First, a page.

|Common Name||Jewel Cichlid|
|Scientific Name||Hemichromis Bimaculatus|
|Size||up to 12 inches|
Jewel Cichlids are a species of fish that is native to Africa. They can be found in African lakes, rivers, and streams. Jewel Cichlids are a popular choice for home aquariums due to their beautiful colorations and lively personalities.
Jewel Cichlids have reddish orange bodies that are decorated with stunning iridescent markings dotted along their back and sides. They have large yellow eyes with black pupils in the center, and they have a distinctive black spot that has the appearance of a hole in their side just past their gills. Even though there are many types of Jewel Cichlids, the name of the type mostly just refers to the color.
Jewel Cichlid Care
Jewel Cichlids are considered an aggressive species, and therefore are not easy to care for. They are not recommended for beginners to the fishkeeping hobby, and should be carefully looked into before purchase.
Jewel Cichlids are a hardy species that are fairly tolerant of changes to their water parameters, but their water parameters should still be monitored carefully.
Even though they are not an easy fish to care for, this does not stop people from purchasing them as they are stunning fish to look at.
Temperature & Water pH
Jewel Cichlids can tolerate a wider range of water parameters, but they typically do best when they are kept in water that is 74F to 80F, and water that is 6.5 to 7.5 pH. Even though they are hardier than other fish of the same type, their water parameters should still be monitored regularly to ensure that they are correct. Incorrect water parameters can lead to stress and illness for your Jewel Cichlids.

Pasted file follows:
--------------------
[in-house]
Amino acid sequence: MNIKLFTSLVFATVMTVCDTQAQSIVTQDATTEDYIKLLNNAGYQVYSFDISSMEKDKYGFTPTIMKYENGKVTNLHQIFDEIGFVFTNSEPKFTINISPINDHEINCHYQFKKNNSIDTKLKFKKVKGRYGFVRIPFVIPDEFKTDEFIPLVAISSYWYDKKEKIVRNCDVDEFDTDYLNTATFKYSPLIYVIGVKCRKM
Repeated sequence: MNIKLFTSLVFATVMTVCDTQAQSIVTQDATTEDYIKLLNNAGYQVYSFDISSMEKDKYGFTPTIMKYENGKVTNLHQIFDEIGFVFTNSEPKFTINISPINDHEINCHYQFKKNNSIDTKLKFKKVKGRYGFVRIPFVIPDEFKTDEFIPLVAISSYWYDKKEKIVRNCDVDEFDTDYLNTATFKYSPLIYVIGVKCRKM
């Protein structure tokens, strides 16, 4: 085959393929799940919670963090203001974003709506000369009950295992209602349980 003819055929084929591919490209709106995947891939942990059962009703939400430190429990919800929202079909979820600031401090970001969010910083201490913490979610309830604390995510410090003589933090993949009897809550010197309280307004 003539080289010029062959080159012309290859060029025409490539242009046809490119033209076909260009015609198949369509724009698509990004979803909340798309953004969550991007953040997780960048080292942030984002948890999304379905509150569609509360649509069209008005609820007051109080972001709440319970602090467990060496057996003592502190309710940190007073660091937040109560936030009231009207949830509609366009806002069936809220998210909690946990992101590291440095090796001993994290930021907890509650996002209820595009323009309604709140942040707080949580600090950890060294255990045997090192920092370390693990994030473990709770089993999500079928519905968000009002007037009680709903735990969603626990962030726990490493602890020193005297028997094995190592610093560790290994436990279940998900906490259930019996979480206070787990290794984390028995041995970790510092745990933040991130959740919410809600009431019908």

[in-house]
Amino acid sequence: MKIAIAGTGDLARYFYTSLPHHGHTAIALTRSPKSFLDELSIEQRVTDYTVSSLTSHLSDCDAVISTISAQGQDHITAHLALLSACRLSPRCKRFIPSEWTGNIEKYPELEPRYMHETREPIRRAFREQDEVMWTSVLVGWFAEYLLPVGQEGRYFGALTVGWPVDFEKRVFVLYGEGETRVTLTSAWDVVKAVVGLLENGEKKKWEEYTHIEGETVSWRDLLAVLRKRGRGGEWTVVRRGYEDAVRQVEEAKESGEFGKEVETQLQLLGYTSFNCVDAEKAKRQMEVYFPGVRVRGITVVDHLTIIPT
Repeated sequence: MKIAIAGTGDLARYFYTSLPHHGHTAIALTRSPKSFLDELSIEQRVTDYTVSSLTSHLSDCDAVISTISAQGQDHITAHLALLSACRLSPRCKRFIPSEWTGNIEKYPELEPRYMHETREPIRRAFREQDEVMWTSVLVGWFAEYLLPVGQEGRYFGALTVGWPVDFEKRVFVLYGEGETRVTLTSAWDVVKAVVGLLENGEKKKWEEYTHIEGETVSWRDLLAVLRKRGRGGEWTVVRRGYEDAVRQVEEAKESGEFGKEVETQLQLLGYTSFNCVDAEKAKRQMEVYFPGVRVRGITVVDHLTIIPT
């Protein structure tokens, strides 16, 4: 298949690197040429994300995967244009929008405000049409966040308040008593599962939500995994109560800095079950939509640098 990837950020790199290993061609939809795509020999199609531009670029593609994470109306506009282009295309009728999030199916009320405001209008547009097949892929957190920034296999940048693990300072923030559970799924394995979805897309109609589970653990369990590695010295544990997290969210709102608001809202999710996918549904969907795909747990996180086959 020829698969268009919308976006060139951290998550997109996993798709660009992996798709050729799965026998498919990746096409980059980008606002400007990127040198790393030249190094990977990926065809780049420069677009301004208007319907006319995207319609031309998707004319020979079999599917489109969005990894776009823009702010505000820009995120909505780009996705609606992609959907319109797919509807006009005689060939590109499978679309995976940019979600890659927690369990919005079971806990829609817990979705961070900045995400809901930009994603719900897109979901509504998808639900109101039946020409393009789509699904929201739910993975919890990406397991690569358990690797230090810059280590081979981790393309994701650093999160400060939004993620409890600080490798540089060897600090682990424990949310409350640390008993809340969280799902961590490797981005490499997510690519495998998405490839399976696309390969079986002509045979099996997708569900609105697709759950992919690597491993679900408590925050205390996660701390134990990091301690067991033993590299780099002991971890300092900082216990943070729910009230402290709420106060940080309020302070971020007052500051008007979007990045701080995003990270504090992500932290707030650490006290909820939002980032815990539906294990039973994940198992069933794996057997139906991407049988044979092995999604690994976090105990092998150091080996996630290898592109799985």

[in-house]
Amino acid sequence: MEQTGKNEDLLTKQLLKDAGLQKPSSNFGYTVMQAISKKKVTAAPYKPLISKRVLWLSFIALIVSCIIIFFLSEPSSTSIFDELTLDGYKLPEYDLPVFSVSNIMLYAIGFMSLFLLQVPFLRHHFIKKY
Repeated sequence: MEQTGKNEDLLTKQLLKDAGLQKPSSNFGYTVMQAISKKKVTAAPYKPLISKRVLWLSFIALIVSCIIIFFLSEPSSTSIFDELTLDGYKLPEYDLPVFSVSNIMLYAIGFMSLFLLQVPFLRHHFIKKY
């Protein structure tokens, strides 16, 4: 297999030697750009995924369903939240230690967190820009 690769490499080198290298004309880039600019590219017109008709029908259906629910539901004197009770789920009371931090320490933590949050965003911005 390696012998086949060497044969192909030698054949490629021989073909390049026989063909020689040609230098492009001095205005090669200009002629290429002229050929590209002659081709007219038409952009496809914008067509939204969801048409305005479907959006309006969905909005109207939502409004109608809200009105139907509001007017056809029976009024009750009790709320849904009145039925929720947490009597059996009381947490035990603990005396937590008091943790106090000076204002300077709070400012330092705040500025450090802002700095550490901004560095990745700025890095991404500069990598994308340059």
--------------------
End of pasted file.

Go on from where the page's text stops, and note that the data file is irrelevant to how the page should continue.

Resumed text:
Jewel Cichlid Size & Lifespan
Jewel Cichlids can grow up to 12 inches in length at full maturity in the wild, but in captivity they rarely grow longer than 4 or 5 inches. When cared for properly, they can live up to 5 years. There have been reports of them living as long as 7 years, but this is uncommon for Jewel Cichlids.
Food & Diet
Jewel Cichlids are omnivorous fish that spend a lot of their time rooting through the substrate in search of food. In captivity, Jewel Cichlids will readily accept flake, pellet, frozen, and live foods. They are not picky eaters, and you will be able to easily find food that they will accept. However, they should only be given live foods as a treat once or twice a week. In the wild, Jewel Cichlids can be found snacking on algae, invertebrates, and smaller fish. This diet is especially important to maintain their beautiful coloration.
Jewel Cichlid Tank Size
Jewel Cichlids require a tank that is at least 30 gallons to house just one fish. If you are planning on placing more Jewel Cichlids together, you will want to make sure that you add an additional 10 gallons per fish added.
If you are setting up a tank to house Jewel Cichlids, you will want to take a look at their habitat in the wild, and set up a tank for them that mimics their native environment as closely as possible.
Jewel Cichlids are fish that like to root through the substrate to look for food, and in the home aquarium you will see them doing the same. It is for this reason that a fine, sandy substrate is recommended for their aquarium. If the substrate is made of rougher material like rocks, they can potentially damage their sensitive mouth parts.
Another important thing to make sure you keep in your Jewel Cichlid aquarium is plenty of large rocks to make caves and places for them to hide and claim as territory. Having many places for them to explore and hide will help prevent fighting between your Jewel Cichlid and other aquarium fish. Adding in decor that breaks up the visibility of one tank will also help accomplish this.
Ideal Tank Setup for Jewel Cichlid
The ideal tank setup for Jewel Cichlids is one that closely resembles their native environment. It is important to make sure that a tank for jewel cichlids is set up correctly so that they do not experience stress. If they are not given enough places to hide and explore, they will become stressed and their health will suffer. It is important to make sure that they have enough room so that they do not become overly territorial. Make sure that your setup provides plenty of space and decor to hide, explore, and claim as their own.